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Heading to Canada from as far away as Argentina, red knot sandpipers stop to feast on the eggs of horseshoe crabs at Delaware Bay. (Doug Gritzmacher)

Return of the Sandpiper

Thanks to the Delaware Bay's horseshoe crabs, the tide may be turning for an imperiled shorebird

The horseshoe crabs come from the deep, summoned by the big spring tides. Plodding and clumsy, the crabs plow along the continental shelf and through the silty waters of Delaware Bay, then drag themselves onto beaches to lay their eggs—with occasional detours to boat launches and coastal roads and waterfront parking lots. Easily flipped by waves or stranded by retreating surf, their bodies litter the shoreline like rusting artillery from a forgotten war. But their tails tick back and forth in the sand, like metronomes. They only look dead.

The red knots descend from the sky. Plain, stocky sandpipers, they can fly a distance equivalent to a trip to the moon and back over the course of their lifetimes. They exude a twitchy, almost manic energy. Many have come from Tierra del Fuego, at the tip of South America. After a brief rest in Brazil, they travel almost 5,000 miles straight to Delaware Bay on the way to their Arctic nesting grounds. Upon arrival in the bay, they are basically starving, their breastbones protruding from their downy red chests.

Each May, the birds and the crabs meet on the beach.

It's a vital rendezvous. The emaciated red knots, in the midst of one of the world's longest migrations, have two weeks to double their body weight for the nonstop flight over Canada's vast forests to the polar tundra where they breed. Luckily, Delaware Bay's beaches are the site of the world's largest horseshoe crab spawning, which has historically generated a superabundance of fat- and protein-packed eggs.

Whole conga lines of crabs assemble at high tide, females as big as dinner plates tailed by salad-plate- and saucer-size suitors. The females dig holes in the sand and deposit sticky piles of wasabi-colored specks, which the males fertilize in the nest. Because there are so many crabs, they often kick up each other's nests, bringing the eggs to the surface.

Exposed eggs are no longer viable, but they still support life. The tiny red knots gobble some 25,000 eggs a day apiece—something like a person eating 700 chicken eggs in 24 hours—and so undergo one of the most rapid weight gains of all animals. By the end of their fortnight layover, some birds achieve outright corpulence, their breasts swaying pendulously with every step. When the restless flocks finally sound their departure calls in late May or early June, the fattest individuals sometimes struggle to achieve lift-off.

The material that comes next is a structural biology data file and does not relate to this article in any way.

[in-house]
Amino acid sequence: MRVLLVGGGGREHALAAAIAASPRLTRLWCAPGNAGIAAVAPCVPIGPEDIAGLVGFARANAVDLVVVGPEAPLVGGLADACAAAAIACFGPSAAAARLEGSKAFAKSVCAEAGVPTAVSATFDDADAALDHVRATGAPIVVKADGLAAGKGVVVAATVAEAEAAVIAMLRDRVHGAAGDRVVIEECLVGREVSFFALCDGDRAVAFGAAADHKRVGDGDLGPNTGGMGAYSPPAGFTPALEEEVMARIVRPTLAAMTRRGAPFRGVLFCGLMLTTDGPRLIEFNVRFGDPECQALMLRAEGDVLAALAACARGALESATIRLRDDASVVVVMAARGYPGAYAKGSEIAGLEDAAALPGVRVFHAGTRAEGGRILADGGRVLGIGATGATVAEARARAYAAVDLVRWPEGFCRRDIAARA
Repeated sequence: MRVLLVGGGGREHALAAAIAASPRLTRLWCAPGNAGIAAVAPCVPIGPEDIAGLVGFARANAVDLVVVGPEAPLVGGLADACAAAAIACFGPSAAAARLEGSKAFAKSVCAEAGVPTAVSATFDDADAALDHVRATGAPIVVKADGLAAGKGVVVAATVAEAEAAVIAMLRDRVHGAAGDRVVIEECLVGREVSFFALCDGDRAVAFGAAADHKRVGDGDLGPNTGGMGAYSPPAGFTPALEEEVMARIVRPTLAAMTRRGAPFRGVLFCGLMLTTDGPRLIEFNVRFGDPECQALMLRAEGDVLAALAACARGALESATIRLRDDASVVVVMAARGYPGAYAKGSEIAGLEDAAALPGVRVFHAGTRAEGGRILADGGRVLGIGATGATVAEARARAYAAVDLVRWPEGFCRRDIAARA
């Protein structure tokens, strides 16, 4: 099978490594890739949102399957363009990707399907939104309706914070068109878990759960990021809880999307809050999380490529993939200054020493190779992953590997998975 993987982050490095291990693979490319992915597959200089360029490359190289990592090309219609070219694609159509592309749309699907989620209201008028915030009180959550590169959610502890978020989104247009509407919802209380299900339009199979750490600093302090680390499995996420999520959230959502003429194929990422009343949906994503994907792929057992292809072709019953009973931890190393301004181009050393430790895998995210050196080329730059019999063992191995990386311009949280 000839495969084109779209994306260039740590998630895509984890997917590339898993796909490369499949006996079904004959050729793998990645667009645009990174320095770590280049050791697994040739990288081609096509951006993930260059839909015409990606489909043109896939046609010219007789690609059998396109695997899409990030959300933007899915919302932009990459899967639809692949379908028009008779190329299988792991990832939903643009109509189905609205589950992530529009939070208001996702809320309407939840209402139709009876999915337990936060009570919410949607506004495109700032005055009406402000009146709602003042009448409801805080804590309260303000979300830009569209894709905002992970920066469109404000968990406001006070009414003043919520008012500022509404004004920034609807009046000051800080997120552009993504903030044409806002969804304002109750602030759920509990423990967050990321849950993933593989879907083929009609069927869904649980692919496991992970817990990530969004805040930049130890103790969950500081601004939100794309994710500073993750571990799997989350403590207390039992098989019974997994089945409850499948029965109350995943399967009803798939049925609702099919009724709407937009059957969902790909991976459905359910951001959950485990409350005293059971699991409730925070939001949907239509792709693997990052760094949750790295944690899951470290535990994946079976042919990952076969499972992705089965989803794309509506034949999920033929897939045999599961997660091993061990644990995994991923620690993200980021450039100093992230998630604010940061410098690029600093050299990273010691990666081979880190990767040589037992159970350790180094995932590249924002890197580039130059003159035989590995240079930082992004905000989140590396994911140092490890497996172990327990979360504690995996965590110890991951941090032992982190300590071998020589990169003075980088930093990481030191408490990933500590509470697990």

The Delaware estuary is considered one of the most important shorebird stopover zones in the world, largely because of the supply of horseshoe crab eggs. But lately red knots and other migratory species have been having trouble gaining even the minimum weight necessary to continue their journeys. Since the mid-1980s, the number of visiting red knots, once close to 100,000, has fallen by more than 75 percent, to fewer than 25,000.

Scientists blame the decline on the harvest of horseshoe crabs for fishing bait, a practice that increased an estimated twenty-fold in the 1990s. States along the Atlantic Coast have since halted or restricted the harvest, and the crabs are now showing preliminary signs of recovery. For the birds, it's not as clear. In 2003, the knots were so thin they simply lacked the energy to reach the Arctic; they stopped in southern Canada and skipped an entire breeding cycle. About 15,000 passed through Delaware Bay that year, and the numbers haven't improved much since. Some scientists have forecast the imminent extinction of the rufa red knots (Calidris canutus rufa), the most common North American subspecies, which have historically relied on the crabs to refuel.

And so these days a third species flocks to Delaware and New Jersey's marshy shores: concerned ornithologists and birders from all over the world, armed with tagging gear, cannon nets, tide charts, trays of vegetarian lasagna to keep their strength up and jumbo bottles of wine. Each spring they pitch tents on the beach or crash in rental houses, keeping vigil via telescope.

The morning fog that enfolded wooden pilings and moored boats in Mispillion Harbor also helped to hide several dozen men and women crouched behind scraggly bushes. The stretch of sand before them gradually darkened as shorebirds—ruddy turnstones, semipalmated sandpipers and plenty of red knots—touched down and began jackhammering for eggs. The knot's distinctive call—whit-whit!—was lost in the greedy din. Suddenly spooked ("It wasn't me!" someone hissed over the two-way radio), the big flock levitated for a moment and sank back down to the beach. Feasting resumed. "Get ready, base camp," the radio crackled.

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About Abigail Tucker

A frequent contributor to Smithsonian, Abigail Tucker is writing a book about the house cat.

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